Lane Jensen returns

Lane Jensen returns

Friday, June 22, 2012

I confess

When I was an operator at Trimet I held the dispatchers in pretty slim regard.
As a matter of fact I did everything possible to avoid contacting them at all.
Some of them were pretty pushy when I did end up having to talk to them.


But now that I don't work there anymore, and have really starting listening to the scanner regularly, I got to hand to to em.
They do a pretty damn good job, really.
(I don't know how they can handle it hour after hour, it would drive me INSANE)

5 comments:

Ross Wrede said...

I take it that is not a recent picture. CRT monitors? That would be like driving 18 year old buses.

alvin said...

hahaha...
you are pretty observant ross!

Anonymous said...

I'd say if you are not having a problems with an agressive passanger, dispatch will do a decent job. if the former happens, you are on your own.

Al M said...

Well, you ARE on your own, always, when working as a bus driver.

Erik H. said...

I don't know if it's the employees (the Dispatchers), the management overseeing them, or the system...

I've found that when the shit hits the fan at TriMet, response is consistently awkward, slow, and often an inappropriate or non-existent response.

Think about it: You have a fleet of over 600 revenue vehicles, on what is largely a grid network. Each of those vehicles is equipped with a GPS receiver, a transmitter that reports said GPS coordinate to Dispatch, a two-way radio, and a VDT capable of two-way messaging. You have a Dispatch center that has access to each vehicle's location, instant communication to anywhere - PLUS access to real-time traffic data including ODOT's closed circuit television camera network and local news outlets.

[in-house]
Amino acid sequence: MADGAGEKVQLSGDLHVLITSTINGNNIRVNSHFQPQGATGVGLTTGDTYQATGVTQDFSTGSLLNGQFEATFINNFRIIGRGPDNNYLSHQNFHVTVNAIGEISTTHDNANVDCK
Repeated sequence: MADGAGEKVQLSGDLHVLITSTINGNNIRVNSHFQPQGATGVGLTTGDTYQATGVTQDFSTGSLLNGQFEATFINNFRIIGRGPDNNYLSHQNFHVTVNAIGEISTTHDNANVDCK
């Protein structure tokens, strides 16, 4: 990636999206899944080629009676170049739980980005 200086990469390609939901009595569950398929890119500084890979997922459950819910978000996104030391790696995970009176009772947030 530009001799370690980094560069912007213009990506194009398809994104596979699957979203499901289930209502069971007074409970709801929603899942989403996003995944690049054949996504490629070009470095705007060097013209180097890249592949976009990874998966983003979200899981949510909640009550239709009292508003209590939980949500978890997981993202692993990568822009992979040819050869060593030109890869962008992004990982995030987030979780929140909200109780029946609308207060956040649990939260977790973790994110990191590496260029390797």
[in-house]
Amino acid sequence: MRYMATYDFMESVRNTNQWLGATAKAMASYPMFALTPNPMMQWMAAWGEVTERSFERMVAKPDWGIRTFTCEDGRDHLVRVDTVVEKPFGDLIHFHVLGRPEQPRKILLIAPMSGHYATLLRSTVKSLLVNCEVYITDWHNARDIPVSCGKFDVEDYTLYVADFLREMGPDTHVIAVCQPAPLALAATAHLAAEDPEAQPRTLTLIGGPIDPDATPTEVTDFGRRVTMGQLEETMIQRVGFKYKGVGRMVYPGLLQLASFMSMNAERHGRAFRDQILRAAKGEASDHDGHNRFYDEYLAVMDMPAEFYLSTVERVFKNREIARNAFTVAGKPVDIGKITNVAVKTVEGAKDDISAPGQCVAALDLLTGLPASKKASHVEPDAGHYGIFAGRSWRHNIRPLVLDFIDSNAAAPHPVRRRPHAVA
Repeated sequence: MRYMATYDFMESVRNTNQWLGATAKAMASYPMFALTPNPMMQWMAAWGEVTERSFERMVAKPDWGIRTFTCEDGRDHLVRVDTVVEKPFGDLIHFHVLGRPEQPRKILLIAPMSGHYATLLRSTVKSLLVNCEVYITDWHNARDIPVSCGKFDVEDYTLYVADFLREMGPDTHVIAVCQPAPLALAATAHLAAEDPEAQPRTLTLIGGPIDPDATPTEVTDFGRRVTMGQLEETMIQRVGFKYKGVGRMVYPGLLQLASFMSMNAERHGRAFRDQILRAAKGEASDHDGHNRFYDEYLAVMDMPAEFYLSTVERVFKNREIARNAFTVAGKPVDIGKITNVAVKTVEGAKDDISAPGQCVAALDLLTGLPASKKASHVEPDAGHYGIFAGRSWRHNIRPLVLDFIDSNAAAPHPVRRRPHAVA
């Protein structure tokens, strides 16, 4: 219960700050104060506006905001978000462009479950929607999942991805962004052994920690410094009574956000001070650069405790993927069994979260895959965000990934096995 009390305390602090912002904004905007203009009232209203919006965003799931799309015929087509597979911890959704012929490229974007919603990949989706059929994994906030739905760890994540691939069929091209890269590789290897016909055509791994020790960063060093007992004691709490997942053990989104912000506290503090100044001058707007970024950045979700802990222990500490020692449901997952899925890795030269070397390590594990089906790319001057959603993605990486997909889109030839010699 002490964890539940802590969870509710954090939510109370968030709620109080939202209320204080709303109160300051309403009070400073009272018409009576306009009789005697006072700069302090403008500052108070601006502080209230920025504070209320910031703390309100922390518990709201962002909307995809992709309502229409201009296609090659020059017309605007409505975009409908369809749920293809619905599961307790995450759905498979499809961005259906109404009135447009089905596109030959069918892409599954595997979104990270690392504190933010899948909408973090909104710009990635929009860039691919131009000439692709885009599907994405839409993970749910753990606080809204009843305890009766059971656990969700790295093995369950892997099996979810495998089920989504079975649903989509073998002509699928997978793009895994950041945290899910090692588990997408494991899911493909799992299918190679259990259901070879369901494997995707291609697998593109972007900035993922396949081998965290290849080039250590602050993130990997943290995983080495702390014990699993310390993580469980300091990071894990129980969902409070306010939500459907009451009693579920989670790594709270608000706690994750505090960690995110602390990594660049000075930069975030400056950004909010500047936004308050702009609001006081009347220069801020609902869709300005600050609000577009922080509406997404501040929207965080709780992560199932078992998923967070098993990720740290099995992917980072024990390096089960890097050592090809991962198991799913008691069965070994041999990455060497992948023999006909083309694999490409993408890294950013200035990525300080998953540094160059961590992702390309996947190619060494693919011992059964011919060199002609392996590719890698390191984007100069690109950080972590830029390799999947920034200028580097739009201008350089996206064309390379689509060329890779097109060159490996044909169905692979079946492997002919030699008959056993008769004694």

When the shit hits the fan, you don't sit on your ass until said Operator calls you 15 minutes later asking why they are stuck and you don't act like something is stuck up your ass. The Dispatcher's job is to be the Operator's buddy. The Operator has one of the toughest, least predictable jobs in the entire network. They have to play operator, cashier, customer service rep, security guard - and do it all while multi-tasking, and making sure safety is #1. The Dispatcher gets to sit in a nice comfortable expensive ergonomic chair in a climate controlled, secure facility. When the Operator calls you - it is not your job to blow them off or tell them to deal with it...it's YOUR job to get them help. That's it.

If my company had a Dispatch office like TriMet does...I would run out of the place screaming. My Dispatcher covers a territory of three states, hundreds of crews and pieces of equipment...and we can manage to mobilize multiple crews and equipment and restore power faster than TriMet can make the simple call for a tow-truck or a road relief bus. By the time TriMet gets around to resolving the situation it is usually "self-resolved" by the customer (riders) giving up and finding their own way. I wonder if we tried the same tactic when TriMet calls to report a power outage...maybe we should take five or six hours to restore MAX service, because we're just slow and lazy...